William L. Rathje (PhD Harvard 1971), professor emeritus of archaeology at the University of Arizona, studied rubbish as an insight into human behaviour. “The only way to know a person is by what they throw away”, he has repeatedly said. Jeff Harrison has written a comprehensive tribute for Univ. of Arizona News (see here).
When I was an undergraduate the Bruntland Report Our Common Future (1987, OUP) was high on the reading list of many courses and most of the world’s leaders had just come back from the Rio Summit. Agenda 21 was on everyone’s lips. It was a time when many of us really felt, perhaps naively, that global attitudes towards pollution and waste were actually changing.
At the time, one of my friends was doing his dissertation on junk mail and he proudly carried around one of his library finds, Rathje’s books, something with ‘Garbology’ in the title. I remember thinking, embarrassingly now, what a load of populist crap. But then one day I eventually picked it up and read a few passages. It was simply inspirational. That, combined with a few conversations with people wiser than I was, had converted me away from the populist crap thesis. If our attitudes towards waste really were to change, didn’t we need more hard core scientists who could nevertheless still convey complex ideas to the average lay-person.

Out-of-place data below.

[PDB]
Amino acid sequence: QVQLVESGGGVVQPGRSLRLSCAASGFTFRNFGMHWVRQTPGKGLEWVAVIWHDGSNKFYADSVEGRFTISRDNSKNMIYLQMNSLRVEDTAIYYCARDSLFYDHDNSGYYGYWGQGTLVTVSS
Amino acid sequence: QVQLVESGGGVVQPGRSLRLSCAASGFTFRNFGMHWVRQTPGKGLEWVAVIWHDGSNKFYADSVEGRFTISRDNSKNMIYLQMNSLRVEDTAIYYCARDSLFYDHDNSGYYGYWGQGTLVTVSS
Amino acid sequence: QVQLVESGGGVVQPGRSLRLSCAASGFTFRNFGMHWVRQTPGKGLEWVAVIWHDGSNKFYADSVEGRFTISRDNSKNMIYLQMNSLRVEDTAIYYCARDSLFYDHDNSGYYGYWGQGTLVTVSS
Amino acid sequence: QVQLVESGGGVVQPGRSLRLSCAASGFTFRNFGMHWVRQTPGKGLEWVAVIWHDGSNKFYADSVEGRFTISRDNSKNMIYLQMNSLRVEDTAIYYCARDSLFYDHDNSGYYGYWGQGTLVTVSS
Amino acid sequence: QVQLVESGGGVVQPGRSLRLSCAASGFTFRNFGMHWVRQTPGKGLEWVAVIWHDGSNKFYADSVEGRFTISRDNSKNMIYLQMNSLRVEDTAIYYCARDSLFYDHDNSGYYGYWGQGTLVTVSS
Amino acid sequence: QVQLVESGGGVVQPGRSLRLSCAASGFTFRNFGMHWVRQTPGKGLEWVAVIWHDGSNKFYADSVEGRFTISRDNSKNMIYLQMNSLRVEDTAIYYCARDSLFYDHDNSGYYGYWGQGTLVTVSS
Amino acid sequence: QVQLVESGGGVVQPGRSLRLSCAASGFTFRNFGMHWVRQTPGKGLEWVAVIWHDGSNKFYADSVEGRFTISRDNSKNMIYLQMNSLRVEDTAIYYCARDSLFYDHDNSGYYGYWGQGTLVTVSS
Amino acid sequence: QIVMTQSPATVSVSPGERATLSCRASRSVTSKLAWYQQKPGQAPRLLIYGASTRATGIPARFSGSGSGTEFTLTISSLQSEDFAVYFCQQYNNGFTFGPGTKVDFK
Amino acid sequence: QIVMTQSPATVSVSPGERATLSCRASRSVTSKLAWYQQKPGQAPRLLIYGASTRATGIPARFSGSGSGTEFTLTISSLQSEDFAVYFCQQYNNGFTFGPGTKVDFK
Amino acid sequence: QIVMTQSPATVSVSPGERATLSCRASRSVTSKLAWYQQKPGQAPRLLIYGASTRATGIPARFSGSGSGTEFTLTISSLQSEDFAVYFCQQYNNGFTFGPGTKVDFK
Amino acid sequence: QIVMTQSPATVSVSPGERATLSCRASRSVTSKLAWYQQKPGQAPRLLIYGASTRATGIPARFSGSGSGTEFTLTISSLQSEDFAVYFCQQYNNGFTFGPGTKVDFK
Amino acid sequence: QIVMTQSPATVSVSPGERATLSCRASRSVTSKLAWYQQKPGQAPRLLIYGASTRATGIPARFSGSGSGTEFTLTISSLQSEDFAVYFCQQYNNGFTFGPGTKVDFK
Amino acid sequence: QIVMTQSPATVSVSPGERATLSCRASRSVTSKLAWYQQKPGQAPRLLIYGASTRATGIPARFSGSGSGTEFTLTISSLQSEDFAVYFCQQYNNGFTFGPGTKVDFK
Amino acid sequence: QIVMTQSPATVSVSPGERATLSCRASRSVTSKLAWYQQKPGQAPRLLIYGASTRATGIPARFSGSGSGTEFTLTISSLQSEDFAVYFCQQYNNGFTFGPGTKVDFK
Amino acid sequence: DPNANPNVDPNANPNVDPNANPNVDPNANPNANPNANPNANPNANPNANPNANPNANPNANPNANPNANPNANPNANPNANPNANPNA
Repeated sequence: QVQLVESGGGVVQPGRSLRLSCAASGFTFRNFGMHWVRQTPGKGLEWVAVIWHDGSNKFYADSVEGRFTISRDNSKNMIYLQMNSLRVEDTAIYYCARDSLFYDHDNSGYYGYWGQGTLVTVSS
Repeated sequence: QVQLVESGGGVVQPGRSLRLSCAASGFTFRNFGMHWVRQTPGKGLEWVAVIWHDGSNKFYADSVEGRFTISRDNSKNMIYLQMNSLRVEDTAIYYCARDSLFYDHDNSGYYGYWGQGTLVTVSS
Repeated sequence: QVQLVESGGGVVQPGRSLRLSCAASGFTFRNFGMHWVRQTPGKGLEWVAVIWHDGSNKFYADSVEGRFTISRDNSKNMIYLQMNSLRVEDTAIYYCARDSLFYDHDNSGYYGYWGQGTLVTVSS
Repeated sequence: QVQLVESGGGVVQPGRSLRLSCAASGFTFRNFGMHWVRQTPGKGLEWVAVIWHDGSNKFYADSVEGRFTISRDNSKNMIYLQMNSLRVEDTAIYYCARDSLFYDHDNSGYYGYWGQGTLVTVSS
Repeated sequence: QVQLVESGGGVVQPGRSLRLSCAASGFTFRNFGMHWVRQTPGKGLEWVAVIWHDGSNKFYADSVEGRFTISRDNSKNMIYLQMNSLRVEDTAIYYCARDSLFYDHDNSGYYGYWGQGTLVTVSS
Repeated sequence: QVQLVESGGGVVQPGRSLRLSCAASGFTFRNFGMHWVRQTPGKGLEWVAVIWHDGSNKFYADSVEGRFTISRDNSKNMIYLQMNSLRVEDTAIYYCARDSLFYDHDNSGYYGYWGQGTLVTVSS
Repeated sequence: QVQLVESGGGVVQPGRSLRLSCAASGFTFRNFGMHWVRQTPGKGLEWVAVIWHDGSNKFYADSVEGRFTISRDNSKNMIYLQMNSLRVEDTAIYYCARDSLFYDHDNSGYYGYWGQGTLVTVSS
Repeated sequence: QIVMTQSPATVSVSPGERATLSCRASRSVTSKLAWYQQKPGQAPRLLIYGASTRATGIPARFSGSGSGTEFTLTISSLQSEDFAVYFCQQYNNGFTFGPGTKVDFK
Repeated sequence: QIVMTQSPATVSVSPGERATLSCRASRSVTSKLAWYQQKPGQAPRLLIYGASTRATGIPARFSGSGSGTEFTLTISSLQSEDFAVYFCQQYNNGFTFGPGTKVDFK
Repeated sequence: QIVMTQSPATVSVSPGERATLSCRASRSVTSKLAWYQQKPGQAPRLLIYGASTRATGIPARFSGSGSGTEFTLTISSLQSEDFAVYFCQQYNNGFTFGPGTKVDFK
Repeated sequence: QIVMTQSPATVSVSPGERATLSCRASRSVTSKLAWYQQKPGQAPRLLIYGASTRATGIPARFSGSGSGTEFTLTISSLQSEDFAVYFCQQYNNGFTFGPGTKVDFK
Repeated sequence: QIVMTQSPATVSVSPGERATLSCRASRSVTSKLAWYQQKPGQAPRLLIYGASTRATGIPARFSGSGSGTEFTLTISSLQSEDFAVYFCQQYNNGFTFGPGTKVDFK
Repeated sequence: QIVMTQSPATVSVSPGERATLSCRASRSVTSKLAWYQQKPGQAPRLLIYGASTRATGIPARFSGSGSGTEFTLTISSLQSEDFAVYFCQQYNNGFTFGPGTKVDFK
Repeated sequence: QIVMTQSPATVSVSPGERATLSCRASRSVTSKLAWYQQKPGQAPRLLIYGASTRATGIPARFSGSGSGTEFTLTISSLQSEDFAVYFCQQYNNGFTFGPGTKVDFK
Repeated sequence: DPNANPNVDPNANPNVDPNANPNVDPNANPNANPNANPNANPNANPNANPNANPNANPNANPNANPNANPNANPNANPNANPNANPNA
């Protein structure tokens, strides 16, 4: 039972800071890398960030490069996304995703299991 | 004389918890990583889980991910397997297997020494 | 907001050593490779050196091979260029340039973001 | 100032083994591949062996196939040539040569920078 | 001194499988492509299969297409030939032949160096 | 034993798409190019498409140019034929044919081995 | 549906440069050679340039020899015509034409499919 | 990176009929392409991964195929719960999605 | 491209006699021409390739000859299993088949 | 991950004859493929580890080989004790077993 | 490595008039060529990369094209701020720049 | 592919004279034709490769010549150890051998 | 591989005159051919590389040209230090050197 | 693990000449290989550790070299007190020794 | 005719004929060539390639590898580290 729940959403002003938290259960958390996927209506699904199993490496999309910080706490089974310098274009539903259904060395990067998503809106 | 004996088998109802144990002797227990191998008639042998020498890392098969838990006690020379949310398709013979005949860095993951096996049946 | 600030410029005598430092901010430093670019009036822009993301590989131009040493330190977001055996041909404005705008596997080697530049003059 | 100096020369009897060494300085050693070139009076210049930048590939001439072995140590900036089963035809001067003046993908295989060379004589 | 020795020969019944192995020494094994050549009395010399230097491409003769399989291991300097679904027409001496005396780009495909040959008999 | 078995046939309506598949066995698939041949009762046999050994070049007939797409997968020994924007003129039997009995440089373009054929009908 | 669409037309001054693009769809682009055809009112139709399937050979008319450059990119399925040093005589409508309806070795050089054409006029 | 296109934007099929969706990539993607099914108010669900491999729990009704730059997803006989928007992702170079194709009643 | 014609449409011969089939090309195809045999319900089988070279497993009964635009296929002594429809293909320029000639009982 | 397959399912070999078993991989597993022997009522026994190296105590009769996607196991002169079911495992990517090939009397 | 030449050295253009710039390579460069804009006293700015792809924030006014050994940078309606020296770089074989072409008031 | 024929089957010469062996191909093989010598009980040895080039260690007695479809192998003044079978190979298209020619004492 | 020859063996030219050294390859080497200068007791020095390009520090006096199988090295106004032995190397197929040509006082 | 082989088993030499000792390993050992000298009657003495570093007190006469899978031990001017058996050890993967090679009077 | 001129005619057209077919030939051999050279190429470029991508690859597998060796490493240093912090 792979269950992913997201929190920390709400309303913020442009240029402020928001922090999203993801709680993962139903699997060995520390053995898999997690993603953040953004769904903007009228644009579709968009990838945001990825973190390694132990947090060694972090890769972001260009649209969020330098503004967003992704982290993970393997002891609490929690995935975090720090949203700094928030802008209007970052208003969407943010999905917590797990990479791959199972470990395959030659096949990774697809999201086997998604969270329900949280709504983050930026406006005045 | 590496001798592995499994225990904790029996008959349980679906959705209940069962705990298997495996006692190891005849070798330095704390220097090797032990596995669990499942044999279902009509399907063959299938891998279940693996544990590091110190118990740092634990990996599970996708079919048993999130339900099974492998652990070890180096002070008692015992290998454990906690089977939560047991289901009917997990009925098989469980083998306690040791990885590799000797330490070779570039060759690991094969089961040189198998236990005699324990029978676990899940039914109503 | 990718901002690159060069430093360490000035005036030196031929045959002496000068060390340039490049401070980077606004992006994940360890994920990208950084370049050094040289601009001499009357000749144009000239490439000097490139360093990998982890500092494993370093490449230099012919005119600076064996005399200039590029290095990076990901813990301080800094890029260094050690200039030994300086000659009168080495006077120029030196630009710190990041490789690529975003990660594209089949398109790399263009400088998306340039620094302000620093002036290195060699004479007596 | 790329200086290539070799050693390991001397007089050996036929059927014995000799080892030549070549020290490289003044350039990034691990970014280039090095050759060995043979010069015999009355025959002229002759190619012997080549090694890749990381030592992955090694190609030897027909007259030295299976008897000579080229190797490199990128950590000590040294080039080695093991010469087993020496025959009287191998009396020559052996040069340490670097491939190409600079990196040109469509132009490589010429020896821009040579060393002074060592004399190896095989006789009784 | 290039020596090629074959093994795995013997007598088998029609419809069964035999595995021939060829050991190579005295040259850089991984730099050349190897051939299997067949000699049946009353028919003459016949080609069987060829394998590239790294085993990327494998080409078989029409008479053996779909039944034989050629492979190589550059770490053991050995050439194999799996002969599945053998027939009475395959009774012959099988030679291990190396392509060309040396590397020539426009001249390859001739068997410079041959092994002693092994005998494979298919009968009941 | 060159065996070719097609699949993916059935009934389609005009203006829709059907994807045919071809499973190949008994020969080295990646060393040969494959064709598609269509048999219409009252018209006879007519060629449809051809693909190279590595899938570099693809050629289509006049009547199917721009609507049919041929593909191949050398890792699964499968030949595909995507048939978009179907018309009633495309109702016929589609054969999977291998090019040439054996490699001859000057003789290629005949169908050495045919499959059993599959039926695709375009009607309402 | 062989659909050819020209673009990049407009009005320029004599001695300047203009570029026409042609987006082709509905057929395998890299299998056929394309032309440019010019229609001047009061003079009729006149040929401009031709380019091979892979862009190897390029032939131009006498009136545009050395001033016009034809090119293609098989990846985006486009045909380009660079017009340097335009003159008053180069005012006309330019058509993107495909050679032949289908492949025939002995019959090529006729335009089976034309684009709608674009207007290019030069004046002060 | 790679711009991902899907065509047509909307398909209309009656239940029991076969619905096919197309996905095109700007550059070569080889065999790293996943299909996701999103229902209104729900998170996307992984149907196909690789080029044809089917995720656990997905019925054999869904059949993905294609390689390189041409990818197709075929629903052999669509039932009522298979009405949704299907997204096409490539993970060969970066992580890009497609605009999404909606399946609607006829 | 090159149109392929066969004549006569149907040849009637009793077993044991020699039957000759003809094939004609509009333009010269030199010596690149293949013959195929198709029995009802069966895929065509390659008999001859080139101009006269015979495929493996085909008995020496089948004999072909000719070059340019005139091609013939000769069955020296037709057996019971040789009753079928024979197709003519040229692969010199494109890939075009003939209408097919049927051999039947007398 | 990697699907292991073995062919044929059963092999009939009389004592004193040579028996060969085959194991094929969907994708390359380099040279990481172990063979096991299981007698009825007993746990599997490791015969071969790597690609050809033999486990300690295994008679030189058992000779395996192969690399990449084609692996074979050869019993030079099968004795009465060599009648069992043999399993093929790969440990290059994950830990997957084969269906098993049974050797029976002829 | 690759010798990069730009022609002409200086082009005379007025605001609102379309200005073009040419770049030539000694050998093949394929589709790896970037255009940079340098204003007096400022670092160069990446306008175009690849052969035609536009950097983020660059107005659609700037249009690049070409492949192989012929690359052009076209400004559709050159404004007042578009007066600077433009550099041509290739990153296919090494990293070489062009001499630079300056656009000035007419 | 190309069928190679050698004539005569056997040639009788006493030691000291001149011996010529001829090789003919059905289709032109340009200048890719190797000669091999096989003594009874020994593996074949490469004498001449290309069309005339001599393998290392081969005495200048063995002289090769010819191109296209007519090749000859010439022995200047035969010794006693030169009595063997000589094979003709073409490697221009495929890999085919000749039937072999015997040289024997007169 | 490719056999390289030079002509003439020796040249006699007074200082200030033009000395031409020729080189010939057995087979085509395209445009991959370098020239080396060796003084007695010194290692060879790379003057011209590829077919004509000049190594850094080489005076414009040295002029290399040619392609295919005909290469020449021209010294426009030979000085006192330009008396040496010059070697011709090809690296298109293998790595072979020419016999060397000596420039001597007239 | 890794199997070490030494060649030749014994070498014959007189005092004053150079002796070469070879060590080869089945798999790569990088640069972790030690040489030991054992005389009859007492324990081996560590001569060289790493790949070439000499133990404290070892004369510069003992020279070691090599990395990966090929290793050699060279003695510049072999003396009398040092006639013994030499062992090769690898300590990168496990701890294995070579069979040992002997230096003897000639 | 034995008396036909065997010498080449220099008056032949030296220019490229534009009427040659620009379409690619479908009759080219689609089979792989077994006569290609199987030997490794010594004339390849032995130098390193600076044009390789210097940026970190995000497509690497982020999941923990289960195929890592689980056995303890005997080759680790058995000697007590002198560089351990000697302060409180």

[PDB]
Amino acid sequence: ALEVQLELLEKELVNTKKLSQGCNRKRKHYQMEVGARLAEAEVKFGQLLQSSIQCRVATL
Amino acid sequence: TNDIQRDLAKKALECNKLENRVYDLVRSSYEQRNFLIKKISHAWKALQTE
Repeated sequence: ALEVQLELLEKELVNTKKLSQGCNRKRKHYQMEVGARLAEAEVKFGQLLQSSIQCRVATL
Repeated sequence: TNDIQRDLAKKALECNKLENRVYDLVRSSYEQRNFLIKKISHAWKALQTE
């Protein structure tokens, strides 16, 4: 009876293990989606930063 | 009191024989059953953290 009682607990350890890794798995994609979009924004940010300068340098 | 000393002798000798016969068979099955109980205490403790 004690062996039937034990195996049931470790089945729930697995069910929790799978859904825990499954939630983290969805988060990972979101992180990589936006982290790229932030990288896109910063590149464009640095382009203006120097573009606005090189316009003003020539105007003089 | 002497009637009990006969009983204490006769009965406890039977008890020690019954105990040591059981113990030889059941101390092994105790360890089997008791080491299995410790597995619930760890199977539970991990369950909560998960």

The world of material culture studies has recently lost one such person. One of its most innovative pioneers. In 1990, Rathje was granted the Award for Public Understanding of Science and Technology given by the American Association for the Advancement of Science, which cited “his innovative contributions to public understanding of science and its societal impacts by demonstrating with his creative ‘Garbage Project’ how the scientific method can document problems and identify solutions.” He equally won the AAA’s 1992 Solon T. Kimball Award for Public and Applied Anthropology.
In addition to his numerous articles, chapters, reviews and books, Rathje has only this year finished editing a monumental two volume Encyclopedia of Consumption and Waste published by Sage.
Garbologist Bill Rathje at Fresh Kills Landfill on Staten Island